This is why we pray. Prayer acknowledges that we are not in control, but that we have direct access through Christ to the One who is. We need to pray before we protest. We need to pray as we protest. We need to model prayer for our children. We need to pray often for our leaders. For our nation. For our enemies. For repentance. For peace. For the Gospel to take root in the hearts of men. For boldness in proclaiming the truth. We need to pray for revival, starting within our own hearts.
#4. We must be angry. And we must not sin. Ephesians 4:26-27
We long for justice. And when we see injustice anywhere, it should move us to anger and to action. If we are not upset by sin, we are not true children of God. However, we need to act on righteous anger, anger that is not caused by our typical, selfish frustrations (James 4:1-4) but by a hatred of the sin we see occurring (find a great explanation here). Righteous anger is not revenge. Righteous anger is not looting. Righteous anger is not stereotyping an entire group with vitriol. We must teach our children biblical and effective ways to protest injustice and affect lasting change.
#5. We strive for greater things. Psalm 8
Space exploration is all about expanding the limits of human endeavor, about pushing beyond the horizon, about making the world better. That is a God-given part of the creation mandate (Genesis 1-2). We are commanded by God to make the world a better place. In times of economic or other crises, people often debate the merits of the space program. Shouldn’t we spend that money here on earth, rather than outer space? But progress is not either/or. We can do both. Christian educators understand that we discover God and His natural revelation in the telescope and in the microscope, while we also discover God in His special revelation of His Word and His Son. They are not mutually exclusive. The true scientist does not artificially remove God from his curiosity and research. He is not close-minded to the supernatural. Rather, his biblical worldview enables him to place all of the created realm in its proper place and he pursues science for the betterment of mankind and the glory of the Creator.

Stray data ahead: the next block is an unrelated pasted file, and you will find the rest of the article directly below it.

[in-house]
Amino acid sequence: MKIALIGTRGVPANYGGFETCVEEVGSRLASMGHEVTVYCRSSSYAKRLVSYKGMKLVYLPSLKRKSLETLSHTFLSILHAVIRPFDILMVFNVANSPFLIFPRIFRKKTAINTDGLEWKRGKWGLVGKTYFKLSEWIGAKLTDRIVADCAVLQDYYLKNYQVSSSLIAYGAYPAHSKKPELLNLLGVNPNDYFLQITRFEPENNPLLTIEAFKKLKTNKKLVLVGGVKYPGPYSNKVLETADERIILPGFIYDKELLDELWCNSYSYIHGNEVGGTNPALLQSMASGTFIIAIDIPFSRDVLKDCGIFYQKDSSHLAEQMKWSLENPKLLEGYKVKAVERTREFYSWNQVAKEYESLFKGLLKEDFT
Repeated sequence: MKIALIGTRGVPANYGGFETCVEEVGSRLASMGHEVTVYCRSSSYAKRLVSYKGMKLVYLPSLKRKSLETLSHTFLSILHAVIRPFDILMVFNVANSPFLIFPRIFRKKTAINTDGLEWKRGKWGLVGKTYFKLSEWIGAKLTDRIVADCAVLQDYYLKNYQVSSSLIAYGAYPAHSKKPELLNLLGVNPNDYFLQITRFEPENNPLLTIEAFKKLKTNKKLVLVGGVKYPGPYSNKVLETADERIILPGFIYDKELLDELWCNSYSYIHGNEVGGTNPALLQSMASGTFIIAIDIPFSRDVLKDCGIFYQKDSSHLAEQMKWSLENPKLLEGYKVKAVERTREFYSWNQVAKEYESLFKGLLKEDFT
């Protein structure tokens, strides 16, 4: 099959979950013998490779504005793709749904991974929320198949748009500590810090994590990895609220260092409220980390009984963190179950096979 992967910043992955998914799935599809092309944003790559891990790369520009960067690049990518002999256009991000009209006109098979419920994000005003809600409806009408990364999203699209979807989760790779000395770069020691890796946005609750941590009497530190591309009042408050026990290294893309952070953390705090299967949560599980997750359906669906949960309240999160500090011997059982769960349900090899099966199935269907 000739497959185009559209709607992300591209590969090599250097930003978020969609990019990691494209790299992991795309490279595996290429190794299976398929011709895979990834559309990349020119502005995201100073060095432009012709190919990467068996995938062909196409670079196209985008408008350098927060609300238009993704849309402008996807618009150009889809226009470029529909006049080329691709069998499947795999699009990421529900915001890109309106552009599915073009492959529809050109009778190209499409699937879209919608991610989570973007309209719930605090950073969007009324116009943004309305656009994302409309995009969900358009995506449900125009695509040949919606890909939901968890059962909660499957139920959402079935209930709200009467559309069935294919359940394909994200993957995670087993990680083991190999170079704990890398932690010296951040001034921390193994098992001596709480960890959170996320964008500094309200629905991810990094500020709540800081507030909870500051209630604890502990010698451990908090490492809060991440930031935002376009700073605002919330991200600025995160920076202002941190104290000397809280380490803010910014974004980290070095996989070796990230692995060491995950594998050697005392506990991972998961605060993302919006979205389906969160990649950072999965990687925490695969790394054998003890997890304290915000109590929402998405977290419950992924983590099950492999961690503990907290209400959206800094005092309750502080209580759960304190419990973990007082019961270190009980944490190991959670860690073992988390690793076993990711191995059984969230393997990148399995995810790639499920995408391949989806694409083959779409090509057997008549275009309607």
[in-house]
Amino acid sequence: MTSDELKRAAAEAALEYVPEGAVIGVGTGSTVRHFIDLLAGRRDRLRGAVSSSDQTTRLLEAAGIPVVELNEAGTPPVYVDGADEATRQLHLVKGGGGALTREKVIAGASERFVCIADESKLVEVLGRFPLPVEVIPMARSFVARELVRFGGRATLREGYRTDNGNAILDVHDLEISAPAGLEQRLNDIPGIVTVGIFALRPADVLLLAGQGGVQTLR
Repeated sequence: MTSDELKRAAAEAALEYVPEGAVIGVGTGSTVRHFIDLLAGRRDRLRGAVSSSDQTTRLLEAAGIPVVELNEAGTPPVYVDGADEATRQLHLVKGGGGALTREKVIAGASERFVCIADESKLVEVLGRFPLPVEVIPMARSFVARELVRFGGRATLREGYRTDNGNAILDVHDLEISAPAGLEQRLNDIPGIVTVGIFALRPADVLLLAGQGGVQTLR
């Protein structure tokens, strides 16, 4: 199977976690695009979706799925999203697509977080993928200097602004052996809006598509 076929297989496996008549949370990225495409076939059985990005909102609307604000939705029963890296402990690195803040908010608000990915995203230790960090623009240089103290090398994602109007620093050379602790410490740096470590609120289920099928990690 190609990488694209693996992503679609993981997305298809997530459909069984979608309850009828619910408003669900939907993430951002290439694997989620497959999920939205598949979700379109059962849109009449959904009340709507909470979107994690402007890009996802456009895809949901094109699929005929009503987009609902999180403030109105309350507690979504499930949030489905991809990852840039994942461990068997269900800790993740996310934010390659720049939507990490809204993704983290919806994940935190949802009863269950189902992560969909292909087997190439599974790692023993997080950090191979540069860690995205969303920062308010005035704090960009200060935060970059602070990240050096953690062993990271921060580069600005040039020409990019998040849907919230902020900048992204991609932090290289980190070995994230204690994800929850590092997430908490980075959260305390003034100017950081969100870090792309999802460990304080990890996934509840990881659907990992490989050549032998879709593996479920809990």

#6. We are made for community. Hebrews 10:24-25
We are not made to live isolated. At creation, God saw that it was not good for man to be alone, and so He instituted the family. He instituted civil governments. He instituted the Church. He commands us to love one another, bear one another’s burdens, encourage one another, confront one another, pray for one another, share with one another, and more. The current pandemic has sometimes brought out the best in people and it has also revealed the worst in people, our selfishness and our pride.
#7. We value life, and should. Psalm 139
Black lives matter. Blue lives matter. Unborn lives matter. Senior lives matter. We should not be offended by any of these statements. If we understand how God views His most precious creation, and we understand His unequivocal command to love each person, then we cannot be offended by any declaration of the value of any person. Of course, sometime #hashtags and political movements emerge from slogans, the specific ideologies or methods of which may or may not be biblical. But if we begin ranking whose lives are more valuable than others, we have already lost the main point. We are called to stand with the hurting and to stand up for the oppressed. We value life because God values life.
#8. We fear death, but shouldn’t. Matthew 10:28-31